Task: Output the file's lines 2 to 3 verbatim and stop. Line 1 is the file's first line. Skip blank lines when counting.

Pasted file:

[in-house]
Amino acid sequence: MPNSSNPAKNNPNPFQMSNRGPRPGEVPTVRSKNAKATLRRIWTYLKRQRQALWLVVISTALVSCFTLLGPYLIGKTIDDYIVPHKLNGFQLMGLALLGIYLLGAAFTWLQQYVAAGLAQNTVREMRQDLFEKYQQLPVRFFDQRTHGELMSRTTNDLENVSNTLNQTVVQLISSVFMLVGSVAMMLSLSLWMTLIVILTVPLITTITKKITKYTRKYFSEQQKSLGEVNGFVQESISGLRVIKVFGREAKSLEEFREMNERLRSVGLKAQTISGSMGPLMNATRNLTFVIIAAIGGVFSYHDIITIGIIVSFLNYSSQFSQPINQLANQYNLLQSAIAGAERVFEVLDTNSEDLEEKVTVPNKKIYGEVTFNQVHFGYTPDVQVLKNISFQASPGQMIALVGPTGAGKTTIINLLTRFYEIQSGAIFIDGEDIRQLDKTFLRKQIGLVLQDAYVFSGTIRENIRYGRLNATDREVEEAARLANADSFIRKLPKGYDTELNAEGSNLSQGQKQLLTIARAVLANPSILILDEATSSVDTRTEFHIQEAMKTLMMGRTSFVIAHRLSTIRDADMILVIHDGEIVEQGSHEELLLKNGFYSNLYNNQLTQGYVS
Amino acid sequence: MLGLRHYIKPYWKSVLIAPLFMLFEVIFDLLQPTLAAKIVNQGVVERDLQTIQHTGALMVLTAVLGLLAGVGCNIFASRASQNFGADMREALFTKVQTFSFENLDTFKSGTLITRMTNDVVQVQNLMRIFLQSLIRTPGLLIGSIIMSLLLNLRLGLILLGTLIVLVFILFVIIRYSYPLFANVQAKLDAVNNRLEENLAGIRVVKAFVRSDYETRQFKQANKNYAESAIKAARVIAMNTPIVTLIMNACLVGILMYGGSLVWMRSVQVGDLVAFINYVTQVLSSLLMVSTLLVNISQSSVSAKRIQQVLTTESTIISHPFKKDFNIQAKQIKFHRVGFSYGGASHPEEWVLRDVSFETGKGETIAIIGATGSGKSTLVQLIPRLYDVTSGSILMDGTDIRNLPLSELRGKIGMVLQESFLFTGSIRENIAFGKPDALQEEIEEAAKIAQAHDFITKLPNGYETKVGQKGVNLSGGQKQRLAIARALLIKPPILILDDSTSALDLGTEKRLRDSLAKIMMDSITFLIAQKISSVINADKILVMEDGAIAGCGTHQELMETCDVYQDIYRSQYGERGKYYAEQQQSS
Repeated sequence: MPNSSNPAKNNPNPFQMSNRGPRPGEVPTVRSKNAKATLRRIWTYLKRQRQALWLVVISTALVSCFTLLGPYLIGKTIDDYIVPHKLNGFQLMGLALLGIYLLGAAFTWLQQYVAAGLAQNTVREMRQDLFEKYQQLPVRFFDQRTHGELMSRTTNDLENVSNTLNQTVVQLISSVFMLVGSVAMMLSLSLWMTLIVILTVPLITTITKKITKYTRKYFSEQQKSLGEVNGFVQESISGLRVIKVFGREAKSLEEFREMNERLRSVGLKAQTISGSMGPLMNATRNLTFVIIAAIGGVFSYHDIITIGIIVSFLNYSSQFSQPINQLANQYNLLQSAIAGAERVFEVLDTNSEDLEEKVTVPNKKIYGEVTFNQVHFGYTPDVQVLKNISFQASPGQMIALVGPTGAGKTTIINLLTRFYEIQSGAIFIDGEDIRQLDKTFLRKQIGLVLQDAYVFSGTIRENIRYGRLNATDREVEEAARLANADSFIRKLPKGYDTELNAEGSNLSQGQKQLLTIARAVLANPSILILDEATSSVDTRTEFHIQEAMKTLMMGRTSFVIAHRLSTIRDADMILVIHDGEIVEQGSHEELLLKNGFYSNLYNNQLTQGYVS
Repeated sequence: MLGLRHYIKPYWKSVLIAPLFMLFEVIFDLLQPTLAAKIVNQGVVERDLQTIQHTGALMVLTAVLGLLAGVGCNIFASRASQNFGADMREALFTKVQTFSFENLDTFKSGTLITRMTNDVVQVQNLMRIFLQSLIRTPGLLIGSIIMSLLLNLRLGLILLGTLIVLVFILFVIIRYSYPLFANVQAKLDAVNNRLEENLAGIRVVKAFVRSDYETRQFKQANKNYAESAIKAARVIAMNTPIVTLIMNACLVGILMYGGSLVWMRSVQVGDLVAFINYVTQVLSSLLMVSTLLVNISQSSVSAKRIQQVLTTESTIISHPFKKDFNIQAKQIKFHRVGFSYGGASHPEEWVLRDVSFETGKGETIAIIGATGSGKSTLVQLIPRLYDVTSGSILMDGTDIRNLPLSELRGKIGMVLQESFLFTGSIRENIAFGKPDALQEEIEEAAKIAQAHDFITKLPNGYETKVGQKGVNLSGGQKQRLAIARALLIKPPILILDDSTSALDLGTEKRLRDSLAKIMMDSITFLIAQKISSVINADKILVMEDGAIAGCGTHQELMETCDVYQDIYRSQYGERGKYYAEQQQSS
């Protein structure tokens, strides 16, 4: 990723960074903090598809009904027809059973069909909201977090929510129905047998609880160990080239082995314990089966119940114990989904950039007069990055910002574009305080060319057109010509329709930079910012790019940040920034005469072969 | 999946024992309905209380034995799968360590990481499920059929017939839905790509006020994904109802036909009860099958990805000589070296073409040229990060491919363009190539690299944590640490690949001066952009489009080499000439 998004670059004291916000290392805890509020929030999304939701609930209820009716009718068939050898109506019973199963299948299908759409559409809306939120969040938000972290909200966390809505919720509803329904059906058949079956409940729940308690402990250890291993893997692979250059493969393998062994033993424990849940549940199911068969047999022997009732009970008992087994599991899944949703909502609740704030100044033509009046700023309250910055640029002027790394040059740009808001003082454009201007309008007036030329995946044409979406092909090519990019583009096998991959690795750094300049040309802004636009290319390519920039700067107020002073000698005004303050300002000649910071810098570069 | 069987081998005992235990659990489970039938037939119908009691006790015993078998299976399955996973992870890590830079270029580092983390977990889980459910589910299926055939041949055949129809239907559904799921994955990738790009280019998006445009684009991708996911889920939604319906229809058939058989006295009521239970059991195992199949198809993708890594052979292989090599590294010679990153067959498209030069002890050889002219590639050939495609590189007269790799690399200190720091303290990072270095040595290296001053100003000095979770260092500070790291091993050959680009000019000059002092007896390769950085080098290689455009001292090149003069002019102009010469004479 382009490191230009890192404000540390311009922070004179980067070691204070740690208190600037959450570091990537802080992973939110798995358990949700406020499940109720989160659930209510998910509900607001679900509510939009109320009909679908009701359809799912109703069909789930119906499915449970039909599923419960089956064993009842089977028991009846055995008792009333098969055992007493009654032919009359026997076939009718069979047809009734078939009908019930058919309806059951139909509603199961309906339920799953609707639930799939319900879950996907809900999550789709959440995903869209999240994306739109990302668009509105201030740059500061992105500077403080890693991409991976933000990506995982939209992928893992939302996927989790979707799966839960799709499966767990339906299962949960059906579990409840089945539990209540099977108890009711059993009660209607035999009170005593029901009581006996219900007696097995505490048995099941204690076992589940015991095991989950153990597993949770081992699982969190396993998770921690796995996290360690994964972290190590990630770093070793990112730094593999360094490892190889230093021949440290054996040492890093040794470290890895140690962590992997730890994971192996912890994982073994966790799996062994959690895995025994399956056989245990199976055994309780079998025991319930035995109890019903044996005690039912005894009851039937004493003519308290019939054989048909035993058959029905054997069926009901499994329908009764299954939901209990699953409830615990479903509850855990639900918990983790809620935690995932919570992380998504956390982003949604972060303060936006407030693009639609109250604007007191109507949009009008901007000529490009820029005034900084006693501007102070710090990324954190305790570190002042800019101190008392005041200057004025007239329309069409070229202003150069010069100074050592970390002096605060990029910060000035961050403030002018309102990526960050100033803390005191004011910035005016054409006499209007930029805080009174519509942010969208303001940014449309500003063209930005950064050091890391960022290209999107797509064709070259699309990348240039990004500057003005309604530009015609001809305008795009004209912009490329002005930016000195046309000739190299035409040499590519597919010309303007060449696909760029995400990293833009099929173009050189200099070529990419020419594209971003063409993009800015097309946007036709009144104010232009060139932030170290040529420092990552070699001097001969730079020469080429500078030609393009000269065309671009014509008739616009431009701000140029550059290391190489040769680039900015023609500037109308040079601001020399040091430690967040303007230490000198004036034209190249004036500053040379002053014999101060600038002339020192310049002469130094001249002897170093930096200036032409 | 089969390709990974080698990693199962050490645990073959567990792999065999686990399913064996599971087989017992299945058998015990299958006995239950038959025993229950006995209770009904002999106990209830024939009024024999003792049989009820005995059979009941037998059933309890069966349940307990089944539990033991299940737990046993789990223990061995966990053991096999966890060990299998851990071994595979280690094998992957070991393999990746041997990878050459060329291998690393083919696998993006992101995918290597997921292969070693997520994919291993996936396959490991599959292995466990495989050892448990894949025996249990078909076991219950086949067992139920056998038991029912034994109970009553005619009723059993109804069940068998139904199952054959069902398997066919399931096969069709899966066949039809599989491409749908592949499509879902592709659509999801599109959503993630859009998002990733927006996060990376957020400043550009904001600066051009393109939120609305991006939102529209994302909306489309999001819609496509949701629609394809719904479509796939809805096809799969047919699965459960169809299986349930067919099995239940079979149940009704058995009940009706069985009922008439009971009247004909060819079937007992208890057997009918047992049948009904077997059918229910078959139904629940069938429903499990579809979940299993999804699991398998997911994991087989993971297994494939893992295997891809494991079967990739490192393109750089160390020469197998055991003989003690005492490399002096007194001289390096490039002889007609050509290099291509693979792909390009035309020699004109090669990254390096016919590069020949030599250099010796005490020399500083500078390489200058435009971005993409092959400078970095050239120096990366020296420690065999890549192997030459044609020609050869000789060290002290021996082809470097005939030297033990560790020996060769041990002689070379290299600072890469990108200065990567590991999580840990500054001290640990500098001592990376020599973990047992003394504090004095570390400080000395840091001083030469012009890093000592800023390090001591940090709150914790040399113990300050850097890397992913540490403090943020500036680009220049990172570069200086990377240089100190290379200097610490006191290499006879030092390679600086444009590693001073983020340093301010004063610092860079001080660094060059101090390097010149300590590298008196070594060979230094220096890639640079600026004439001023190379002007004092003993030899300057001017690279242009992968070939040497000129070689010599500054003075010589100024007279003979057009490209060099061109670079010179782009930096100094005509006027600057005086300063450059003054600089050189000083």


Amino acid sequence: MPNSSNPAKNNPNPFQMSNRGPRPGEVPTVRSKNAKATLRRIWTYLKRQRQALWLVVISTALVSCFTLLGPYLIGKTIDDYIVPHKLNGFQLMGLALLGIYLLGAAFTWLQQYVAAGLAQNTVREMRQDLFEKYQQLPVRFFDQRTHGELMSRTTNDLENVSNTLNQTVVQLISSVFMLVGSVAMMLSLSLWMTLIVILTVPLITTITKKITKYTRKYFSEQQKSLGEVNGFVQESISGLRVIKVFGREAKSLEEFREMNERLRSVGLKAQTISGSMGPLMNATRNLTFVIIAAIGGVFSYHDIITIGIIVSFLNYSSQFSQPINQLANQYNLLQSAIAGAERVFEVLDTNSEDLEEKVTVPNKKIYGEVTFNQVHFGYTPDVQVLKNISFQASPGQMIALVGPTGAGKTTIINLLTRFYEIQSGAIFIDGEDIRQLDKTFLRKQIGLVLQDAYVFSGTIRENIRYGRLNATDREVEEAARLANADSFIRKLPKGYDTELNAEGSNLSQGQKQLLTIARAVLANPSILILDEATSSVDTRTEFHIQEAMKTLMMGRTSFVIAHRLSTIRDADMILVIHDGEIVEQGSHEELLLKNGFYSNLYNNQLTQGYVS
Amino acid sequence: MLGLRHYIKPYWKSVLIAPLFMLFEVIFDLLQPTLAAKIVNQGVVERDLQTIQHTGALMVLTAVLGLLAGVGCNIFASRASQNFGADMREALFTKVQTFSFENLDTFKSGTLITRMTNDVVQVQNLMRIFLQSLIRTPGLLIGSIIMSLLLNLRLGLILLGTLIVLVFILFVIIRYSYPLFANVQAKLDAVNNRLEENLAGIRVVKAFVRSDYETRQFKQANKNYAESAIKAARVIAMNTPIVTLIMNACLVGILMYGGSLVWMRSVQVGDLVAFINYVTQVLSSLLMVSTLLVNISQSSVSAKRIQQVLTTESTIISHPFKKDFNIQAKQIKFHRVGFSYGGASHPEEWVLRDVSFETGKGETIAIIGATGSGKSTLVQLIPRLYDVTSGSILMDGTDIRNLPLSELRGKIGMVLQESFLFTGSIRENIAFGKPDALQEEIEEAAKIAQAHDFITKLPNGYETKVGQKGVNLSGGQKQRLAIARALLIKPPILILDDSTSALDLGTEKRLRDSLAKIMMDSITFLIAQKISSVINADKILVMEDGAIAGCGTHQELMETCDVYQDIYRSQYGERGKYYAEQQQSS